Footing The Bill: Should States That Profit From Alcohol Sales Pay For Substance Abuse Programs?


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Should a portion of profits from liquor sales be earmarked to help prevent substance abuse and addiction? That was the question before a New Hampshire State Senate Committee last week, as citizens who struggle with substance abuse voiced their support for the measure. On the table is the restoration of a 2000 law that set aside 5 percent of profits from state liquor sales, diverting the funds to programs–like Franklin’s Farnum Center–designed to help New Hampshire citizens avoid and recover from substance abuse.

Conor O’Keefe, one citizen in recovery, told the Committee that, although some addicts don’t want help, “there are [other]addicts that can’t afford sober living and they are forced into the streets and they will die.”

Two years ago, New Hampshire amended the 2000 law, adjusting the original 5 percent of profits down to 1.7 percent, slashing the amount of state funds recovery programs could count on by 66 percent. Passing the new measure would result in an increase of $6.4 million in the state’s annual substance abuse fund.

According to Ned Gordon, the Bristol Republican who introduced the 2000 bill, alcohol is still the state’s deadliest drug, but a sharp increase in opioid fatalities has created a serious impetus to fund recovery programs, meaning New Hampshire needs “more resources going to prevention and recovery. Unless you provide the funding you won’t have the capacity to do it.”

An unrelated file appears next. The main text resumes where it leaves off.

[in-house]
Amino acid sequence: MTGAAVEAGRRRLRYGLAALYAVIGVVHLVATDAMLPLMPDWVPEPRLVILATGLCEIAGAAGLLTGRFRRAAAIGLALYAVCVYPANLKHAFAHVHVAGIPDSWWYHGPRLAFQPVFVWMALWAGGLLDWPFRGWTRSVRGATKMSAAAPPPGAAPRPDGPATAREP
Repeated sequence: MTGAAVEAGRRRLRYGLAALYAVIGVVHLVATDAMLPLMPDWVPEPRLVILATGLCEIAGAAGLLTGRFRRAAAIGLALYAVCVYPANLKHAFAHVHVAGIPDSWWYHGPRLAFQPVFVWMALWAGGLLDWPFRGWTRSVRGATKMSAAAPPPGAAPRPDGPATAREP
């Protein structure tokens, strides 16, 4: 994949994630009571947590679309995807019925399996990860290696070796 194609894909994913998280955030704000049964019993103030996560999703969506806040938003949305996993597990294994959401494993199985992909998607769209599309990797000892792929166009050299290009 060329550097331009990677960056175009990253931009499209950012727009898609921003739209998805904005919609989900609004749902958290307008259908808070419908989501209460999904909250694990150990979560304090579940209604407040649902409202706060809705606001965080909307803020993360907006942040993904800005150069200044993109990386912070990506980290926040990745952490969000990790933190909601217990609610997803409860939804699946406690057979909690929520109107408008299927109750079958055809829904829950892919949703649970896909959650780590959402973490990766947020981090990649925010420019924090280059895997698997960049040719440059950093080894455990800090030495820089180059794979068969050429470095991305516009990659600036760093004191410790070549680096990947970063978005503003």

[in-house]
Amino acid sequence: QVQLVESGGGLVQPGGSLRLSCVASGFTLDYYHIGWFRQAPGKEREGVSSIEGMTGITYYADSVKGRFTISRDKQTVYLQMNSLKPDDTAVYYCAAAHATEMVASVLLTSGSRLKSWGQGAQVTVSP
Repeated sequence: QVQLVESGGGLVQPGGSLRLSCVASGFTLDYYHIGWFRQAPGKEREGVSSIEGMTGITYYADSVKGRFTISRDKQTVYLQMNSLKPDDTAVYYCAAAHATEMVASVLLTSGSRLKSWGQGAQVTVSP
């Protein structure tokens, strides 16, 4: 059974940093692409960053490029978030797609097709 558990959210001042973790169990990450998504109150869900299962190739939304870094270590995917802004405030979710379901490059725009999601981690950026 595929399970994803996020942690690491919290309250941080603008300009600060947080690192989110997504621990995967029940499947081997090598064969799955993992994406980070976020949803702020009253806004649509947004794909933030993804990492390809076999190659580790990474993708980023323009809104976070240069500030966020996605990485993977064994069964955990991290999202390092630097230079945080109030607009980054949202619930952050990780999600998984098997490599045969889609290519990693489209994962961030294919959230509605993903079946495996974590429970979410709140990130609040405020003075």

Tym Rourke, chairman of the governor’s commission on substance abuse, says the increased funding would most likely be used to pay for substance abuse prevention programs, housing for those in recovery, and services for young adults.

John Burns, who manages multiple treatment programs, compared attempts to improve New Hampshire’s substance abuse situation to trying to “drain a lake with a Dixie Cup.” He sees positive results from prevention and recovery programs  but insists more money is necessary to continue improving on those results.

Senate President Chuck Morse, who was instrumental in the 2015 measure to scale the fund back from 5 percent of annual profits to 1.7 percent, expressed concern that this attempt to increase funding may put the entire program in jeopardy in the future, asking if legislators were “setting ourselves up to reducing it to zero again” if the program becomes insolvent.  Morse insists that the program was scaled back two years ago because 1.7 percent was a level that could actually be met in subsequent budgets.